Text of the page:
I was blessed to have parents who put me in piano lessons, trumpet lessons and voice lessons from 8 years old on up. It was through early exposure to music that I discovered this amazing language that allowed me to take everything I was feeling and turn it into musical expression. This was especially the case every time my fingers hit the piano keys. If I was feeling angry, I would play a stormy rendition of Beethoven. Brahms and Chopin were my go to guys for a reflective or melancholy mood. I found that as I played I was able to process and reconcile my emotions.
As I got older and entered college I began to recognize that when I listened to music the words and tone of the music completely altered my mood and well-being. In college (this dates me a little) I loved Evanescence and a few other similar quality secular bands. However, when I would listen to them it created turbulence in my emotions. I had to change my listening style completely and fill myself up with music that fed my soul in an uplifting and beautiful way.
Perhaps my own encounters with music made this incredible story from the Wampar people in Papua New Guinea come alive. Like many of the hundreds of language groups in Papua New Guinea, the Wampar didn’t have the Word of God in their language until recently. The Wampar, however, are an incredibly musical people group. They sing as they go about their work and tend to their gardens. Traditionally, the Wampar would sing war songs to get themselves angry and amped up for conflict with neighboring village. Even when there wasn’t conflict they would sing these war songs and have the words fill their hearts with anger and frustration.
“Traditionally we sang war songs, but when God’s Word came it freed us,”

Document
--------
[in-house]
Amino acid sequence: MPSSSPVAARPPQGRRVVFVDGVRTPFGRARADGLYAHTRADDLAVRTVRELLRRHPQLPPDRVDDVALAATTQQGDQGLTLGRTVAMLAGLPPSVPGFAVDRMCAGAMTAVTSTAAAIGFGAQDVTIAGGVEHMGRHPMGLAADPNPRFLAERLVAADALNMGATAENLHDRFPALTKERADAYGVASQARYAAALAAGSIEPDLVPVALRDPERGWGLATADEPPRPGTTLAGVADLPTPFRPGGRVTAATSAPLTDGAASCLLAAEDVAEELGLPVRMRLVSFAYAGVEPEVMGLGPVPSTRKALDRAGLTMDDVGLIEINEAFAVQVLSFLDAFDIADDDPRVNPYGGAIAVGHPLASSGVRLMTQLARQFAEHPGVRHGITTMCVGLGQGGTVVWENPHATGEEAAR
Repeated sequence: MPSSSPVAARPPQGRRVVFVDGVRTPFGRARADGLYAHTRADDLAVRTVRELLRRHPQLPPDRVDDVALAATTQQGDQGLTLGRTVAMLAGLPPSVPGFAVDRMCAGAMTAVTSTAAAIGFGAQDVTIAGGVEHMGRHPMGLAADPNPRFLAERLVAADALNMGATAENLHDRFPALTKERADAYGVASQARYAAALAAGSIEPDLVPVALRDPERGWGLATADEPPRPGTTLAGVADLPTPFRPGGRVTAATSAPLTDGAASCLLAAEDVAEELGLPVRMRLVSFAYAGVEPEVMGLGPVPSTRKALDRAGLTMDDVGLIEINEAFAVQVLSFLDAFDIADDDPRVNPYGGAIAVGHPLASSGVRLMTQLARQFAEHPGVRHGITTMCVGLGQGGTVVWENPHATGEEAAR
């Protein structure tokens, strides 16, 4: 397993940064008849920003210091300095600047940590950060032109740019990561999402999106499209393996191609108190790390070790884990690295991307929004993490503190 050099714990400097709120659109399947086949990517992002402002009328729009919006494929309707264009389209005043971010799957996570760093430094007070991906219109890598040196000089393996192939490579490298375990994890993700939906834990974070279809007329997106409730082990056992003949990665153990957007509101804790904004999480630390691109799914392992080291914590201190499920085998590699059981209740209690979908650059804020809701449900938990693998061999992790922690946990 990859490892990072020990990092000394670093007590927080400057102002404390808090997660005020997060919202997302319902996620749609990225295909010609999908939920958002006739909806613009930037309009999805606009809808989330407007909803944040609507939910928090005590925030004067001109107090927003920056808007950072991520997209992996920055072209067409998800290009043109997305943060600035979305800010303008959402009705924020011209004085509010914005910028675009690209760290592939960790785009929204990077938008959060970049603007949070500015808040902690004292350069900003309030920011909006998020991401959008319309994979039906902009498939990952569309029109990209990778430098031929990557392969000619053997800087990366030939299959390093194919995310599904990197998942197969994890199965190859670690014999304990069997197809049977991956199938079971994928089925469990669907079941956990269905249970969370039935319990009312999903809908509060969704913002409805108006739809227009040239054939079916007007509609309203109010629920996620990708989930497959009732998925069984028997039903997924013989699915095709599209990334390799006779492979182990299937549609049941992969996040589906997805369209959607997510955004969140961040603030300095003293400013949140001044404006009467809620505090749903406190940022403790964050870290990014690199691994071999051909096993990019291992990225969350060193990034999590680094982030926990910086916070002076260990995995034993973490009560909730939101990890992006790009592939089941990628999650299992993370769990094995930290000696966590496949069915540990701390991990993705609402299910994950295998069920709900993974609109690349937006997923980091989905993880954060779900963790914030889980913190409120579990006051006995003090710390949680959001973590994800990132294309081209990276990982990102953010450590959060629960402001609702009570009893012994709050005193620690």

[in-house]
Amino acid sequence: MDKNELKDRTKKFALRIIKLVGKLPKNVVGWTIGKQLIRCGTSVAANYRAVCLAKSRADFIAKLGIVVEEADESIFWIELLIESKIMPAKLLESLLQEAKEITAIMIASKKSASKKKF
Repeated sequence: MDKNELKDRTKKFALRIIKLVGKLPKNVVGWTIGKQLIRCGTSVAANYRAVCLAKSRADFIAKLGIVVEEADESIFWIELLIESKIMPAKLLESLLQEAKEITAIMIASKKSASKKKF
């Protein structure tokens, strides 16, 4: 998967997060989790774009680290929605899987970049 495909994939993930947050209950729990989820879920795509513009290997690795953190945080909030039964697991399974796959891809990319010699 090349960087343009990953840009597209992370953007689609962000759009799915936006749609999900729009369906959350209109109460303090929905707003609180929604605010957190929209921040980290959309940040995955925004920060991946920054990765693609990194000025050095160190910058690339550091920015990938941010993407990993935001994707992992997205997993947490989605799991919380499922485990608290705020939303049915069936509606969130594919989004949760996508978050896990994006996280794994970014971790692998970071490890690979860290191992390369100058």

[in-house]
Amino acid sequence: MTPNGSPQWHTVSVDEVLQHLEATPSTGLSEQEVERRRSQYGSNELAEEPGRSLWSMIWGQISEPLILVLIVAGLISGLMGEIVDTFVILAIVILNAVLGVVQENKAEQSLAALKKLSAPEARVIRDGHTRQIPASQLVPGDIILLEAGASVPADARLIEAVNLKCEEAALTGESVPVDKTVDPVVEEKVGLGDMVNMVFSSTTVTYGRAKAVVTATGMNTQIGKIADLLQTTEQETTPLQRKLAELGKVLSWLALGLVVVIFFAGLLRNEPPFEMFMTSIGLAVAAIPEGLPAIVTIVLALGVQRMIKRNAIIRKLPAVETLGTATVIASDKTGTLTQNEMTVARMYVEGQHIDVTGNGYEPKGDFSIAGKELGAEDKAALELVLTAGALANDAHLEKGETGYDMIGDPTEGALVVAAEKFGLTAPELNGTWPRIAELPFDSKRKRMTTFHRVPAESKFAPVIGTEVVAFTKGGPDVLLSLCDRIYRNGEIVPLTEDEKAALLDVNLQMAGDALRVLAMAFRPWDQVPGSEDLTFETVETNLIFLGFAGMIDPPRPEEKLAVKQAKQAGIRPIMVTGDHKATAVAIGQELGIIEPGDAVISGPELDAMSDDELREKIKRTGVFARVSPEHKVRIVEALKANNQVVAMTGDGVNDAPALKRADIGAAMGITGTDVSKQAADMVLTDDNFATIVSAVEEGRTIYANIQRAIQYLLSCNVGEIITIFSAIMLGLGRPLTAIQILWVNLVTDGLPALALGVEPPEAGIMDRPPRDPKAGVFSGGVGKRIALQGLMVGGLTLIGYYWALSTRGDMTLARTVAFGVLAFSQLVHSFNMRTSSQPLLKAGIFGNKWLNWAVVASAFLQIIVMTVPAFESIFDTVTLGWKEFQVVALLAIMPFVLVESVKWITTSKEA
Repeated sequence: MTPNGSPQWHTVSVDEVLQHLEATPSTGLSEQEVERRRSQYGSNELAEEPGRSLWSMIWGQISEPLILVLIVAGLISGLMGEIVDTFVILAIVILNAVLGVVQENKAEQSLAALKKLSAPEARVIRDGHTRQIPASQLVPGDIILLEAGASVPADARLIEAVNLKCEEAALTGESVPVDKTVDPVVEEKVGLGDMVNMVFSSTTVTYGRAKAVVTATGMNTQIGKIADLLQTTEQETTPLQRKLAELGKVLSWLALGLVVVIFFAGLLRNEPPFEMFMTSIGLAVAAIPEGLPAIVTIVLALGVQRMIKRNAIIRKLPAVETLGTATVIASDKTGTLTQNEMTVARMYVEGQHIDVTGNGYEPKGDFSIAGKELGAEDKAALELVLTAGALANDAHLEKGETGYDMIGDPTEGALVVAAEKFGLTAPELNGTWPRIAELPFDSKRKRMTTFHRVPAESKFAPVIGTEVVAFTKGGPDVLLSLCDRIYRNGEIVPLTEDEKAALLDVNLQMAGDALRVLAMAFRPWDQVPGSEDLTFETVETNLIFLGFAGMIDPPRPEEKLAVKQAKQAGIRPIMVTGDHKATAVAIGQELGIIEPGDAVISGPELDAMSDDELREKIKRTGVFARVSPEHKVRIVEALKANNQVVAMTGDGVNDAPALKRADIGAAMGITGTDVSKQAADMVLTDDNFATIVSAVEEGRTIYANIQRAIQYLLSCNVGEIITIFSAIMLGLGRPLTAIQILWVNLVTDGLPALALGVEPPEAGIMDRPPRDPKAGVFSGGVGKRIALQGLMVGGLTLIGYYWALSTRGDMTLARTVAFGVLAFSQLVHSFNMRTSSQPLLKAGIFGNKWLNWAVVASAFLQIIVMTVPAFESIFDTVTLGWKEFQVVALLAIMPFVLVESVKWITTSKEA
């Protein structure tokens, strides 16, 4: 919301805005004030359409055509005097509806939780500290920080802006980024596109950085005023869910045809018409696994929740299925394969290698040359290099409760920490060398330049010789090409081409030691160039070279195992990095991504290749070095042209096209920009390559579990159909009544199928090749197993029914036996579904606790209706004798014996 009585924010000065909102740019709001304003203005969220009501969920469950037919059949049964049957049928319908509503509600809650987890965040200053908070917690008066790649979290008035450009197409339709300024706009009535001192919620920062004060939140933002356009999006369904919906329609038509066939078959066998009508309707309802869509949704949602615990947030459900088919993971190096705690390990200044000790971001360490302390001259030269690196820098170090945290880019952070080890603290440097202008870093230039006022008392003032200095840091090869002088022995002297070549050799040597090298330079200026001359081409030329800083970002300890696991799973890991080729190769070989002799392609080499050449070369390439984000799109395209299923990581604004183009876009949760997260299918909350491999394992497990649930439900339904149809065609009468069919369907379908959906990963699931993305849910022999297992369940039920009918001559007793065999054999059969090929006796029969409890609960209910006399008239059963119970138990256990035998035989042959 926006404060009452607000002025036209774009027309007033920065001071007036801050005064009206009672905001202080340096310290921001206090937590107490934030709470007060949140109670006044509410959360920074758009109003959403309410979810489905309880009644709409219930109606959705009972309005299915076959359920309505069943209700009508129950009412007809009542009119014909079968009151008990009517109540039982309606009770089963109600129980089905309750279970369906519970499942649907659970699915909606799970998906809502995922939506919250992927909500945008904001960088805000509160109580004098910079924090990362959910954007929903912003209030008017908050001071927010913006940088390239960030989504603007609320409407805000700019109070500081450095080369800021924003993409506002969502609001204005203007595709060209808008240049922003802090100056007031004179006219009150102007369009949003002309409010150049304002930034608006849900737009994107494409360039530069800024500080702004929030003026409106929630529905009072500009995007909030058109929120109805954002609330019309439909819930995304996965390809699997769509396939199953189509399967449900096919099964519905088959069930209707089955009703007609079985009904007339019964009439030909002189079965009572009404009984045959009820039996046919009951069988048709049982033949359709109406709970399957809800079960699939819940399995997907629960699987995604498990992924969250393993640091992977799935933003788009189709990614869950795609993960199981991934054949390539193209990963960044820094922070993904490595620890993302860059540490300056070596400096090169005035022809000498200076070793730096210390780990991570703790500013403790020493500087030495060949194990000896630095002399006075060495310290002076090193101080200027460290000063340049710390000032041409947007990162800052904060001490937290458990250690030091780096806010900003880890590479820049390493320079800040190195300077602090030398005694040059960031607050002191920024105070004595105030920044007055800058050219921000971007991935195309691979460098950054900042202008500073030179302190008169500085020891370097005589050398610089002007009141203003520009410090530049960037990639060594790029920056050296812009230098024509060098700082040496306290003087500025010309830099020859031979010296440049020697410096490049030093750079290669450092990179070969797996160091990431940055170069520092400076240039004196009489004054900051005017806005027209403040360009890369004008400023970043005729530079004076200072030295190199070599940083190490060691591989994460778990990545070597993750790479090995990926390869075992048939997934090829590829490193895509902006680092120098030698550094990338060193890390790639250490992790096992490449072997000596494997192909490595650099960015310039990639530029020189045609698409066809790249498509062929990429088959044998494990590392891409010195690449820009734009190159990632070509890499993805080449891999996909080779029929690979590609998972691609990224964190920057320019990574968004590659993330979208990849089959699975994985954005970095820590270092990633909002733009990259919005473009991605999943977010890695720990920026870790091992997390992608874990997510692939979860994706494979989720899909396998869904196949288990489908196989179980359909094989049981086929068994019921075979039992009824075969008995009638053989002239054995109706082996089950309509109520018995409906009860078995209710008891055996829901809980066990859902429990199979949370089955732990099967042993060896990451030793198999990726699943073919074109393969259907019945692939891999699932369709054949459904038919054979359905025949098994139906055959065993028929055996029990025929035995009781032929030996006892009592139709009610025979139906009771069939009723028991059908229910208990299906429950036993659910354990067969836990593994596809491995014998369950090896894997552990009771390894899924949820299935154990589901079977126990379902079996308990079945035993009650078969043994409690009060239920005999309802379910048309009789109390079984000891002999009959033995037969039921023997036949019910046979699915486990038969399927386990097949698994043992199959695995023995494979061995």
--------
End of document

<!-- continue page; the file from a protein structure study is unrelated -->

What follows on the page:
Recently, the Wampar received the New Testament for the first time! Pilots like Wojtek spent years flying Wycliffe missionaries into the village and working with local translators to get an accurate translation in the Wampar language. These pilots were integral in getting the Word of God into the hands of the Wampar because there are no roads connecting the Wampar people group to the missionary bases. After the pilots dropped a load of New Testaments transformation began in the lives of the Wampar people.
As the Wampar began to read and digest the Word of God, they did what every musician does. They converted God’s word into song. This was quite a process. First, they studied the Scriptures in their Heart language. Next, they wrote the Words into the tunes they already knew and sang regularly. Last, they practiced and recorded their music so they could share it with others from their language group.
Instead of using music to fuel their anger, the Wampar are now being guided by God’s Word and use their music to feed their souls. One individual from the Wampar village shared this experience: “Now when we have a singsing, it makes us happy and makes us feel like God is with us.” -Wampar story credited to Karen Weaver
At Wycliffe we talk a lot about the Heart Language. This is the language you think in, dream in, and express your deepest emotions in. For the Wampar, not only was their heart language the Wampar langauge, it was the Wampar language expressed through music!
Statistically translation is a number of people without the Word of God. But each Wampar who received the Scripture was an individual, a family, and ultimately a community that was transformed by God’s Word.
Wojtek and I are excited to be a part of reaching these remote people with God’s Word for the first time. As a pilot, wojtek will be going to the most remote places to touch lives and hearts and bring education and literacy to communities.
In order for us to go to people like the Wampar we need your help. If you’re interested in being a part of this great adventure with us we would love for you to become our partner both financially and through prayer! check out Wycliffe.org/partner/zfamily for more info.